“O Timão” on top of the world leaves Chelsea feeling blue
The recent European dominance in the FIFA Club World Cup came to an end today in Japan’s second city of Yokohama as Copa Libertadores champions Corinthians became world champions for the second time with a narrow 1-0 defeat of UEFA Champions League holders Chelsea FC in a final which will hardly go down as a classic but which for followers of O Timão will go down as another chapter in their famous history.
Since fellow Brazilian club Internacional of Porto Alegre won the 2006 version of the FIFA Club World Cup, South American teams had struggled in this competition with European champion clubs winning the previous five tournaments in a row including two victories for FC Barcelona (2009, 2011) and one each for AC Milan (2007), Manchester United (2008) and Internazionale (2010). Corinthians’ victory in today’s final broke the dominance and added to Brazilian football’s wonderful history in this tournament with four title wins comparing to their South American neighbours, no other nation from that particular continent providing a winner of this tournament since it changed its format in 2005.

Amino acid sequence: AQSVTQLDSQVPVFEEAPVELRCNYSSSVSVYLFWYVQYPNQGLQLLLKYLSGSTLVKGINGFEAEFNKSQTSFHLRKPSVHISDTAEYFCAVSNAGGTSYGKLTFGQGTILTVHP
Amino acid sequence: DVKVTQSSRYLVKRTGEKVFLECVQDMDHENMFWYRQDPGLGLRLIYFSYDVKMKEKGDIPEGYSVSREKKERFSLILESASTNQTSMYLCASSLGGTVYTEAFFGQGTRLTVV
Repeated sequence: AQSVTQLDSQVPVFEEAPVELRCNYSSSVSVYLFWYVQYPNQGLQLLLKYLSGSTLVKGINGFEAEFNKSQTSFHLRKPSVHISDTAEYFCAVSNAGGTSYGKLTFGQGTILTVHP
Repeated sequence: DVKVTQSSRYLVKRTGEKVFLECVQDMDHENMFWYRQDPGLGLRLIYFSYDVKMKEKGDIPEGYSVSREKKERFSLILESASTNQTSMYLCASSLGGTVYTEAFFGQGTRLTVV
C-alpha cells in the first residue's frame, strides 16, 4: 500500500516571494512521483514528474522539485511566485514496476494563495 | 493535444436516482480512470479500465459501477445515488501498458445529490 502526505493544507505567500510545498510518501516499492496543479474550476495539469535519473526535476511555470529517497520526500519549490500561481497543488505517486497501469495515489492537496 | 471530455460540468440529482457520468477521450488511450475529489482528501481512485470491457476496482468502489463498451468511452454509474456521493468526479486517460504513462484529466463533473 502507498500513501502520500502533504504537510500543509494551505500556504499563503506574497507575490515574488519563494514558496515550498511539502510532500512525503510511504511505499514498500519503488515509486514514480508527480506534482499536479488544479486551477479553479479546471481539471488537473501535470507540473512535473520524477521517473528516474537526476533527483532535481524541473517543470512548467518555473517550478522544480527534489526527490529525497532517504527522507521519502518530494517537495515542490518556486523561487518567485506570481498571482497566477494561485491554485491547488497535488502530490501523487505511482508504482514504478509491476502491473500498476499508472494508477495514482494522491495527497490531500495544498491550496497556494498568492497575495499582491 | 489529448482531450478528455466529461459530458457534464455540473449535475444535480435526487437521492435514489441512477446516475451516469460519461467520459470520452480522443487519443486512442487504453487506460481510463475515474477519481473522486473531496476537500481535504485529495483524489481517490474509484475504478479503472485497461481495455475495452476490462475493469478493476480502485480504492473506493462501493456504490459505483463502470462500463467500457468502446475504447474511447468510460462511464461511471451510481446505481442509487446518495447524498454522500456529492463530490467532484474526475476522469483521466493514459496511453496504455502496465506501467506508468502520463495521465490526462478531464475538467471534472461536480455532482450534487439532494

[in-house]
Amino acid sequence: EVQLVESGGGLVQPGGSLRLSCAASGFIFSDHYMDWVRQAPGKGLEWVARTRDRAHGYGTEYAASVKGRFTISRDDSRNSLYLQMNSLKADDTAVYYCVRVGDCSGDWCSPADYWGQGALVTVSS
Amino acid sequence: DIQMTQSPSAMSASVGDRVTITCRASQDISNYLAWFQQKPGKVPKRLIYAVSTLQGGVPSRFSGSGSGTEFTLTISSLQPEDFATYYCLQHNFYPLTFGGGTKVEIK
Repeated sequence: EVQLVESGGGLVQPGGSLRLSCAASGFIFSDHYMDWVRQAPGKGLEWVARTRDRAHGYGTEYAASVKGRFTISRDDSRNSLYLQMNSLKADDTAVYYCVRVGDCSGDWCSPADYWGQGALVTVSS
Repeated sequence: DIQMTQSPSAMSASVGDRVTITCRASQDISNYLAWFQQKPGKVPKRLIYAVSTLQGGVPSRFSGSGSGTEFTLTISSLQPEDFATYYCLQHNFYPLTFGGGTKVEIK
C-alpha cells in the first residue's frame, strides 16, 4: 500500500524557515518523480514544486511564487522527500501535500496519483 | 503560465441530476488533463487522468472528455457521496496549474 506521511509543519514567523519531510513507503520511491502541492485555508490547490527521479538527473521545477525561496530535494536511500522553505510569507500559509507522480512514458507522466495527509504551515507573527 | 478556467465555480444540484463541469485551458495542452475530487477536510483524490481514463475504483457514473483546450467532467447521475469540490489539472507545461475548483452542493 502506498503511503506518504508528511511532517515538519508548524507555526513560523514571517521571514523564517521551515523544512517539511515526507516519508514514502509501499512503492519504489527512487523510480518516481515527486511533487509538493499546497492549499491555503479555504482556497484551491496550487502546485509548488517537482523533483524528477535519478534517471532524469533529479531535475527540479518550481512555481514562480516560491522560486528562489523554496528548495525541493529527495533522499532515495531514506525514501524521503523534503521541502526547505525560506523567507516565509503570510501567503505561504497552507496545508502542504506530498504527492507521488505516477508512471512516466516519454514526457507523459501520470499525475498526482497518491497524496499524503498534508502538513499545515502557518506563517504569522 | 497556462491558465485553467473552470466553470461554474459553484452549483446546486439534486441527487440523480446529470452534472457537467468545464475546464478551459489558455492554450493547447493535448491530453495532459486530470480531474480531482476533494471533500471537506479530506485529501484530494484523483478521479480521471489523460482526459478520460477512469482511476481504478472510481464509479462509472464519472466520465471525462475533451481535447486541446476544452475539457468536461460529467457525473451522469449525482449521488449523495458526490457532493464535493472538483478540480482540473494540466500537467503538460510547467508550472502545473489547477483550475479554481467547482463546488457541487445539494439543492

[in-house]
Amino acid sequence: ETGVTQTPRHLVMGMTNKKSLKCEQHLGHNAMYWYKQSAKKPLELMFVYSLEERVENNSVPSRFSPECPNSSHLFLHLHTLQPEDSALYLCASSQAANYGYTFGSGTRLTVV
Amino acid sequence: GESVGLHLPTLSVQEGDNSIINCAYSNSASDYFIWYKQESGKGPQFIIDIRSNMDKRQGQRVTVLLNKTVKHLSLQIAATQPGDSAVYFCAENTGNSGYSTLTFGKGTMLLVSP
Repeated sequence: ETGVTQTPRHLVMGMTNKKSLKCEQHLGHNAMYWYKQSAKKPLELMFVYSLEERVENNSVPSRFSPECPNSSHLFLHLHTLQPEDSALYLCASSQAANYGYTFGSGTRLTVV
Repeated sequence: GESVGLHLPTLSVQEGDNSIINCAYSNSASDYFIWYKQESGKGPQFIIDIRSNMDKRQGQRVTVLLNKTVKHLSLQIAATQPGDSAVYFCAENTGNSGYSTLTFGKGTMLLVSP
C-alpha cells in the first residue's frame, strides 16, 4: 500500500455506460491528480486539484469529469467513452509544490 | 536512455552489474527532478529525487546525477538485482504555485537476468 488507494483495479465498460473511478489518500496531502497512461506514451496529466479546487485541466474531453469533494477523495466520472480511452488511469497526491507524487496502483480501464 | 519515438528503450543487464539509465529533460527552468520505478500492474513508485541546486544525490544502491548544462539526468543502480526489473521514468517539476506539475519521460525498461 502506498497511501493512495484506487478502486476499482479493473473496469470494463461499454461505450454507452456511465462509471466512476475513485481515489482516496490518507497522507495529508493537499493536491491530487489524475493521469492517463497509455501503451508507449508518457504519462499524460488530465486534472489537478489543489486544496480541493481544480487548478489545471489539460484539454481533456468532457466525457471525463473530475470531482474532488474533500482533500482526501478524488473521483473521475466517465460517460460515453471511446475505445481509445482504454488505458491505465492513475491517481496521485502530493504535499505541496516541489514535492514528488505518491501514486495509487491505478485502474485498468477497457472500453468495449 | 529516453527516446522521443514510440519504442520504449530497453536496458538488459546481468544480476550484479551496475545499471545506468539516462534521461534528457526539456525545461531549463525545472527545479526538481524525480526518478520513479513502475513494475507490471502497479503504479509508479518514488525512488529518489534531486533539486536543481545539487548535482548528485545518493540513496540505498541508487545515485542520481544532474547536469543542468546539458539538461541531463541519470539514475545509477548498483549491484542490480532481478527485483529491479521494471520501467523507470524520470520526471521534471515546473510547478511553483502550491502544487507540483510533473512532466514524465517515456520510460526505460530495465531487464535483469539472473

Corinthians had won the inaugural version of this event in 2000 when a dour final, played against compatriots Vasco da Gama, was decided by a penalty shoot-out following 120 minutes of goalless action. The second title win will perhaps be more celebrated due to the fact that Chelsea FC went into the game as most pundits’ favourites to win the title. Chelsea had qualified for the final with an easy 3-1 win over North and Central American champions Monterrey CF whilst Corinthians had to work harder to overcome the challenge of African champions Al-Ahly in a semi-final which was decided by a single goal from the Brazilians’ Paolo Guerrero, whose presence would ultimately also prove influential in the final.
With twenty minutes remaining, and the game stuck at 0-0, the deadlock was finally broken when Guerrero took advantage of some confused Chelsea defending to head home from close range and spark a mass frenzy of celebration amongst the Corinthians supporters, up to 30,000 of whom are said to have made the journey to Japan to transport the spirit of their São Paulo home Pacaembu stadium to FIFA’s showpiece event.
For interim Chelsea coach Rafael Benítez, the winning coach when Internazionale won the title in 2010, today’s final was a bitter disappointment and there is no doubt that those fans who have failed to warm to him will use this as a stick to beat him with. For Corinthians’ coach Tite, however, legendary status is now assured. Having taken over the coaching role in 2010, Tite led the Paulista club to their fifth Campeonato Brasiliero title in 2011 before sealing the club’s first ever Copa Libertadores title this year following a 3-1 aggregate win over six-time South American champions Boca Juniors. With the world title now in the trophy cabinet it is fair to say that Tite will bask in the celebrations as much as those fans who travelled all that way to see their team triumph in Japan.